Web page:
- Core inflation excluding food and energy, a gauge of underlying price pressure, rose 5.6% last month on an annualized basis compared with 5.5% in February, fueling expectations that the Federal Reserve will raise the main interest rate by a quarter percentage point in early May. The inflation measure increased 0.4% in March, a slight decline from 0.5% the previous month.
- The Consumer Price Index including food and energy, after rising 6% on an annual basis in February, slowed to 5% last month in the smallest 12-month gain since May 2021, the Labor Department said Wednesday. Yet much of the pullback stemmed from a 6.4% decline in energy prices compared with March 2022, when prices for oil, gas and other fuels surged following Russia’s invasion of Ukraine.
- “Core inflation remains stickier and more persistent than the Fed would like,” Morning Consult Chief Economist John Leer said in an email. “Combined with the strength of the March jobs report, there’s a growing case for the Fed to raise rates yet again at its next meeting” on May 2-3.
The Fed during the past year has raised the main interest rate more aggressively than at any time since the early 1980s but has yet to achieve a steady decline in core inflation toward its 2% target.
Price pressures persist as the U.S. job market, while cooling somewhat, remains unusually hot. Unemployment fell to 3.5% last month as employers hired 236,000 workers, the smallest increase in two years but still strong by historical standards.
“There are a number of signs that the labor market is starting to cool, but it remains extremely tight and is likely to come back into balance only gradually,” San Francisco Fed President Mary Daly said Wednesday.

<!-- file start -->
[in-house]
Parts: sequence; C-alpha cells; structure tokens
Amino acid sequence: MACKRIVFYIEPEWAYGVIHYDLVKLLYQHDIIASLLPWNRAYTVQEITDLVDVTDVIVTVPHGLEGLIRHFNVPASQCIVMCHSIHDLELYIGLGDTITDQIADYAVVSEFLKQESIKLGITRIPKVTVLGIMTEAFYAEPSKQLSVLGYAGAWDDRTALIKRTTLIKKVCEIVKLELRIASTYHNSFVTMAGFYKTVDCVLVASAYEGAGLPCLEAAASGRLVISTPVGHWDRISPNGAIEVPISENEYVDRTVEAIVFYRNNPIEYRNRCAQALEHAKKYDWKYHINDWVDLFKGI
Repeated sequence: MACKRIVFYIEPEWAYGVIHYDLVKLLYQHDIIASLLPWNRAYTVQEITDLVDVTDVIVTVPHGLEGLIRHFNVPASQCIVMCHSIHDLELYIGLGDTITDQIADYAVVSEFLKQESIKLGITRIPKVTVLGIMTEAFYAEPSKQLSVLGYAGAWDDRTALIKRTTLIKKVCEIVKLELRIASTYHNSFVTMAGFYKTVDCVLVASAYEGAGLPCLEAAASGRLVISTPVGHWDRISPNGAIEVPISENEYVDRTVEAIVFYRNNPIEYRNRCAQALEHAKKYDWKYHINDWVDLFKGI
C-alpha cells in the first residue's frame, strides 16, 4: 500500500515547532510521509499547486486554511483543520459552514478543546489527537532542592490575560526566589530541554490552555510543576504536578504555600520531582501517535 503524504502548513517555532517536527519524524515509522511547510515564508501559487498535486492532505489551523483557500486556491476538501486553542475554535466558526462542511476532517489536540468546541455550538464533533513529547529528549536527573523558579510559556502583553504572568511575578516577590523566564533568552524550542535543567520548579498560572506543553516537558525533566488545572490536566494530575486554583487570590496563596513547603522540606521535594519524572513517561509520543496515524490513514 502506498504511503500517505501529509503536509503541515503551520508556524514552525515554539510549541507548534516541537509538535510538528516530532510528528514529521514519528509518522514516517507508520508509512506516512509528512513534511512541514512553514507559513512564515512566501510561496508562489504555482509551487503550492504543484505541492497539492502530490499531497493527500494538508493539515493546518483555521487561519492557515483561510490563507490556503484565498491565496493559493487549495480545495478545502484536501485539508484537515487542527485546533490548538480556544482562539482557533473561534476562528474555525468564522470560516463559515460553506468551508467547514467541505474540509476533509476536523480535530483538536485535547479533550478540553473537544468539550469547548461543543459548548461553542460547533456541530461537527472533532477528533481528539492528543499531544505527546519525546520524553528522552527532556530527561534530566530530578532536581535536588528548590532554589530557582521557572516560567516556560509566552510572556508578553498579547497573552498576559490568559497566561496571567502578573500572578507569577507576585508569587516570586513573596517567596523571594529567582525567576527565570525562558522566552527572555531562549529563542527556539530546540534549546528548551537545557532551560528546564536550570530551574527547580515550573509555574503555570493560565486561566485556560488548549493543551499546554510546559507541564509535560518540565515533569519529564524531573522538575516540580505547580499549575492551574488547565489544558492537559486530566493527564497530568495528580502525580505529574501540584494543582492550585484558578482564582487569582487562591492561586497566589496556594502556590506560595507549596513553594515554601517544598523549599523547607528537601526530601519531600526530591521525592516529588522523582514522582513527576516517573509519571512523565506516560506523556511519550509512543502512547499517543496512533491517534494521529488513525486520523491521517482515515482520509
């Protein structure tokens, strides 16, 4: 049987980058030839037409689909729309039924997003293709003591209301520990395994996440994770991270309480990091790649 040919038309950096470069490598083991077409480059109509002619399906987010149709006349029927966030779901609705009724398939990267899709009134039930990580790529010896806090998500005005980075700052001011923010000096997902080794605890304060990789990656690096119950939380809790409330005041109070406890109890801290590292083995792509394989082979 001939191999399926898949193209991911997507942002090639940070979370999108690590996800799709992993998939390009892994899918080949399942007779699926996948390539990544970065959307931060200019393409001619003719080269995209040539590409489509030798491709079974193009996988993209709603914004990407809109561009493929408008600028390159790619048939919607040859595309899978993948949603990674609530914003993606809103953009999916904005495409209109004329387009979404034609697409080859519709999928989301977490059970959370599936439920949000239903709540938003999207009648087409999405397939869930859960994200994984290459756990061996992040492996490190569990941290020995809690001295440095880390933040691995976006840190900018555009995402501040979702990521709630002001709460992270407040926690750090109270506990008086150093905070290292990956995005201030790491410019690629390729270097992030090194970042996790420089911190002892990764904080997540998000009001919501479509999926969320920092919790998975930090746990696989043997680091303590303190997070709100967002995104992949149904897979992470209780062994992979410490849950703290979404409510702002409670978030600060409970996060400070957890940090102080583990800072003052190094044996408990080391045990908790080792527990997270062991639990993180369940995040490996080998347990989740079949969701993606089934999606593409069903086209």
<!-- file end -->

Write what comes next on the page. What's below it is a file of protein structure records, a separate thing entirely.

Consumer spending and economic growth also “continue to outperform expectations” even though the central bank since March 2022 has raised the federal funds rate from near zero to a range between 4.75% and 5%, Daly said.
“The strength of the economy and the elevated readings on inflation suggest that there is more work to do,” Daly said. Policymakers “remain resolute and committed to bringing inflation down to our 2% goal.”
Investors on Wednesday set 70% odds that the Fed next month will hike the main interest rate by 0.25 percentage point, according to the CME FedWatch Tool. On April 5, before recent reports on inflation and the labor market, investors saw just 43% odds of a quarter-point increase and a 57% probability of no change, according to CME, which calculates expectations based on trading in interest-rate futures markets.
A credit tightening following failures by U.S. banks last month may reinforce Fed efforts to slow the economy and curb inflation, Daly said, echoing Fed Chair Jerome Powell and other central bank officials.
“Credit standards have risen over the past year and are expected to increase further in coming quarters,” she said. “Recent data on lending activity already point to declines in lending volumes in several sectors.”
The lending capacity of U.S. banks may fall 1% in 2023 as investors, responding to turmoil among midsize banks last month, pull back from the sector, the International Monetary Fund said Tuesday.
“Because regional and smaller banks in the United States account for more than one-third of total bank lending, a retrenchment from credit provision could have a material impact on economic growth and financial stability,” reducing gross domestic product by about 0.44 percentage point, the IMF said.
“This may allow for some recalibration of monetary policy as central banks have recently indicated,” according to the IMF.
At the most recent meeting of Fed policymakers on March 21-22, “many participants noted that the likely effects of recent banking sector developments on economic activity and inflation had led them to lower their assessments of the federal funds rate target range that would be sufficiently restrictive,” according to minutes of the gathering released Wednesday.
Fed officials forecast that the Federal Open Market Committee will raise the benchmark interest rate to 5.1% by the end of the year, according to a median projection released on March 22.